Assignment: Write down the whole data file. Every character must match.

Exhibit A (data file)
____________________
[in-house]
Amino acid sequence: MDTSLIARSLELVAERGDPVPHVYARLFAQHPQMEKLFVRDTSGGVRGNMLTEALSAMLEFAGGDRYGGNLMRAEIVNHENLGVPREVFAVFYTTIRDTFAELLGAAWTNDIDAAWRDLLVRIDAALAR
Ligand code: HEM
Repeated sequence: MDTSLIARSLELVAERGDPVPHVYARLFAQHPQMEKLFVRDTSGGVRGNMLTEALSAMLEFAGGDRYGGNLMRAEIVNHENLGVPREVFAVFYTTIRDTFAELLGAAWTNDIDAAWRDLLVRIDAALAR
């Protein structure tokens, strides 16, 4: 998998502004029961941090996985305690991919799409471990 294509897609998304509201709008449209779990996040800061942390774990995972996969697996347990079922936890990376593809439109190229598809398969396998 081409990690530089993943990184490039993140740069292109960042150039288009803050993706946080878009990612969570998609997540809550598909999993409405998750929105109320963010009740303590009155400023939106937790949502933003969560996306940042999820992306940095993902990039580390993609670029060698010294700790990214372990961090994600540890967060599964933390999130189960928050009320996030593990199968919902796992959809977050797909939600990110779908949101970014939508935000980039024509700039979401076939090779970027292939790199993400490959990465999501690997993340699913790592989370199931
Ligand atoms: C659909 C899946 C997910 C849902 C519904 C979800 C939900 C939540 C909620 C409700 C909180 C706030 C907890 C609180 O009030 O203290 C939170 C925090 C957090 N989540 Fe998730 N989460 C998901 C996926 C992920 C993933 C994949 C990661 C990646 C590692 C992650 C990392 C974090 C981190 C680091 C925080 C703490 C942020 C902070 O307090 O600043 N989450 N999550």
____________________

[in-house]
Amino acid sequence: MDTSLIARSLELVAERGDPVPHVYARLFAQHPQMEKLFVRDTSGGVRGNMLTEALSAMLEFAGGDRYGGNLMRAEIVNHENLGVPREVFAVFYTTIRDTFAELLGAAWTNDIDAAWRDLLVRIDAALAR
Ligand code: HEM
Repeated sequence: MDTSLIARSLELVAERGDPVPHVYARLFAQHPQMEKLFVRDTSGGVRGNMLTEALSAMLEFAGGDRYGGNLMRAEIVNHENLGVPREVFAVFYTTIRDTFAELLGAAWTNDIDAAWRDLLVRIDAALAR
């Protein structure tokens, strides 16, 4: 998998502004029961941090996985305690991919799409471990 294509897609998304509201709008449209779990996040800061942390774990995972996969697996347990079922936890990376593809439109190229598809398969396998 081409990690530089993943990184490039993140740069292109960042150039288009803050993706946080878009990612969570998609997540809550598909999993409405998750929105109320963010009740303590009155400023939106937790949502933003969560996306940042999820992306940095993902990039580390993609670029060698010294700790990214372990961090994600540890967060599964933390999130189960928050009320996030593990199968919902796992959809977050797909939600990110779908949101970014939508935000980039024509700039979401076939090779970027292939790199993400490959990465999501690997993340699913790592989370199931
Ligand atoms: C659909 C899946 C997910 C849902 C519904 C979800 C939900 C939540 C909620 C409700 C909180 C706030 C907890 C609180 O009030 O203290 C939170 C925090 C957090 N989540 Fe998730 N989460 C998901 C996926 C992920 C993933 C994949 C990661 C990646 C590692 C992650 C990392 C974090 C981190 C680091 C925080 C703490 C942020 C902070 O307090 O600043 N989450 N999550």